University of Missouri-Kansas City
The University of Missouriï¿½Kansas City (often referred to as UMKC) is a public research university located in Kansas City, Missouri, USA. It is a part of the University of Missouri System. Its main campus is in Kansas City's Rockhill neighborhood east of the Country Club Plaza. The university's enrollment is 15,754 in 2013. The University of Missouri - Kansas City was ranked 201st in the 2014 U.S. News & World Report among the National Universities Rankings.
The school has its roots in the Lincoln and Lee University movement first put forth by the Methodist Church and its Bishop Ernest Lynn Waldorf in the 1920s. The proposed university (which was to honor Abraham Lincoln and Robert E. Lee) was to be built on the Missouri-Kansas border at 75th and State Line Road, where the Battle of Westport (the largest battle west of the Mississippi River during the American Civil War) took place. The centerpiece of the school was to be a National Memorial marking the tomb of an unknown Union soldier and unknown Confederate soldier. Proponents of the school said it would be a location "where North met South and East met West." The Methodist interest reflected the church's important role in the development of the Kansas City area through the Shawnee Methodist Mission which was the second capital of Kansas. As the Methodists started having problems piecing together the necessary property, other civic leaders including J.C. Nichols began pushing to create a cultural center on either side of Brush Creek, just east of the Country Club Plaza. According to this plan the Nelson-Atkins Museum of Art and Kansas City Art Institute would be built north of Brush Creek around the estate of The Kansas City Star publisher William Rockhill Nelson and a private nonsectarian University of Kansas City (initially proposed as a junior college) would be built south of the creek. In addition, a hospital would be constructed around the estate of Kansas City Journal-Post publisher Walter S. Dickey. The hospital was never built. In 1930, after the Methodists had brought the Kansas City Dental School into their fold, the two plans were merged. The new school was to be called "Lincoln and Lee, the University of Kansas City." and plans were underway to develop it into a four-year school. The university was built on a 40-acre (16.19 ha) plot, southeast of the Nelson mansion. William Volker had purchased and donated this land for the University of Kansas City. The original Volker purchase did not include the Dickey mansion itself. Dickey died unexpectedly in 1931 and Volker acquired it to be the first building.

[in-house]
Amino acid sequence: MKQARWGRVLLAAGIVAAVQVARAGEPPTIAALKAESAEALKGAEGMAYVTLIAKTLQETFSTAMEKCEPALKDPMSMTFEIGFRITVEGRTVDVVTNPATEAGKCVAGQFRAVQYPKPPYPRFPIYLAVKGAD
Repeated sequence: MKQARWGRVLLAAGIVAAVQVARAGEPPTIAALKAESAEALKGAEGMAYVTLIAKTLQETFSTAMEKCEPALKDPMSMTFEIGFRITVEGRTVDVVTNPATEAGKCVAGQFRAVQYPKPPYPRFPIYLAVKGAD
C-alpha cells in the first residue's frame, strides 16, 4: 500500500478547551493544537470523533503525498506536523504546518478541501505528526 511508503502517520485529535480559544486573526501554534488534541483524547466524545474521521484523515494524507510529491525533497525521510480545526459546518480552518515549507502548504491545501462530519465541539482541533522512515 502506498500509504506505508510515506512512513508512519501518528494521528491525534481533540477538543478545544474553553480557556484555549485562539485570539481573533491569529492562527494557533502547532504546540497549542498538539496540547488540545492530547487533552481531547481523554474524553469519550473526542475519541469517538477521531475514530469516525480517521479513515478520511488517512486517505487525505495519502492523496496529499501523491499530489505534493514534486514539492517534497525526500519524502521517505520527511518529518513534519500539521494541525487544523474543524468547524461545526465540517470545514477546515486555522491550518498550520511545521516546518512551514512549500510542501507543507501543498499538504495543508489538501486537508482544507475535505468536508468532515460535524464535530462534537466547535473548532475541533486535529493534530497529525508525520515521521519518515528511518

UMKCï¿½s mission is to lead in life and health sciences; to deepen and expand strength in the visual and performing arts; to develop a professional workforce and collaborate in urban issues and education; and to create a vibrant learning and campus life experience.
Tony Dumas, basketball player for the Dallas Mavericks -- only player from UMKC to be drafted in the NBA (1994) Donald Fehr, Executive Director, National Hockey League Players Association
Urban, 157 Acres (63.5ï¿½Ha)